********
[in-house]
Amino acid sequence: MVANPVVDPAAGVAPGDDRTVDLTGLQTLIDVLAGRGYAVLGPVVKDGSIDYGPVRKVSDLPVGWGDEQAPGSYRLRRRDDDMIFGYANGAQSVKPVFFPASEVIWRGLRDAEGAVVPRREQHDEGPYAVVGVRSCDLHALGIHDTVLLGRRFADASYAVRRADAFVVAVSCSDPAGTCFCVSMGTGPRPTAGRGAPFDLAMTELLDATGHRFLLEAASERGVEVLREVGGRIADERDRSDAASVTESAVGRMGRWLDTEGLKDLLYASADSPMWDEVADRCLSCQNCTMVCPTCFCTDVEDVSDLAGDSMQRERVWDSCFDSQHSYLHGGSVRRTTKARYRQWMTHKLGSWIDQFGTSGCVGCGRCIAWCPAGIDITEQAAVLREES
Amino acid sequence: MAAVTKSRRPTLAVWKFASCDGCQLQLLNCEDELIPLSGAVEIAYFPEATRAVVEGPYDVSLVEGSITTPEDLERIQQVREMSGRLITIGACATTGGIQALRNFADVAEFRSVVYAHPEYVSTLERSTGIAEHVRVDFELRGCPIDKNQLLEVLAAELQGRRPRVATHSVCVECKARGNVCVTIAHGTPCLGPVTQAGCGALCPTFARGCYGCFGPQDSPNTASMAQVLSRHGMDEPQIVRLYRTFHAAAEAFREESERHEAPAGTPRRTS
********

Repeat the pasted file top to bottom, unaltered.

[in-house]
Amino acid sequence: MVANPVVDPAAGVAPGDDRTVDLTGLQTLIDVLAGRGYAVLGPVVKDGSIDYGPVRKVSDLPVGWGDEQAPGSYRLRRRDDDMIFGYANGAQSVKPVFFPASEVIWRGLRDAEGAVVPRREQHDEGPYAVVGVRSCDLHALGIHDTVLLGRRFADASYAVRRADAFVVAVSCSDPAGTCFCVSMGTGPRPTAGRGAPFDLAMTELLDATGHRFLLEAASERGVEVLREVGGRIADERDRSDAASVTESAVGRMGRWLDTEGLKDLLYASADSPMWDEVADRCLSCQNCTMVCPTCFCTDVEDVSDLAGDSMQRERVWDSCFDSQHSYLHGGSVRRTTKARYRQWMTHKLGSWIDQFGTSGCVGCGRCIAWCPAGIDITEQAAVLREES
Amino acid sequence: MAAVTKSRRPTLAVWKFASCDGCQLQLLNCEDELIPLSGAVEIAYFPEATRAVVEGPYDVSLVEGSITTPEDLERIQQVREMSGRLITIGACATTGGIQALRNFADVAEFRSVVYAHPEYVSTLERSTGIAEHVRVDFELRGCPIDKNQLLEVLAAELQGRRPRVATHSVCVECKARGNVCVTIAHGTPCLGPVTQAGCGALCPTFARGCYGCFGPQDSPNTASMAQVLSRHGMDEPQIVRLYRTFHAAAEAFREESERHEAPAGTPRRTS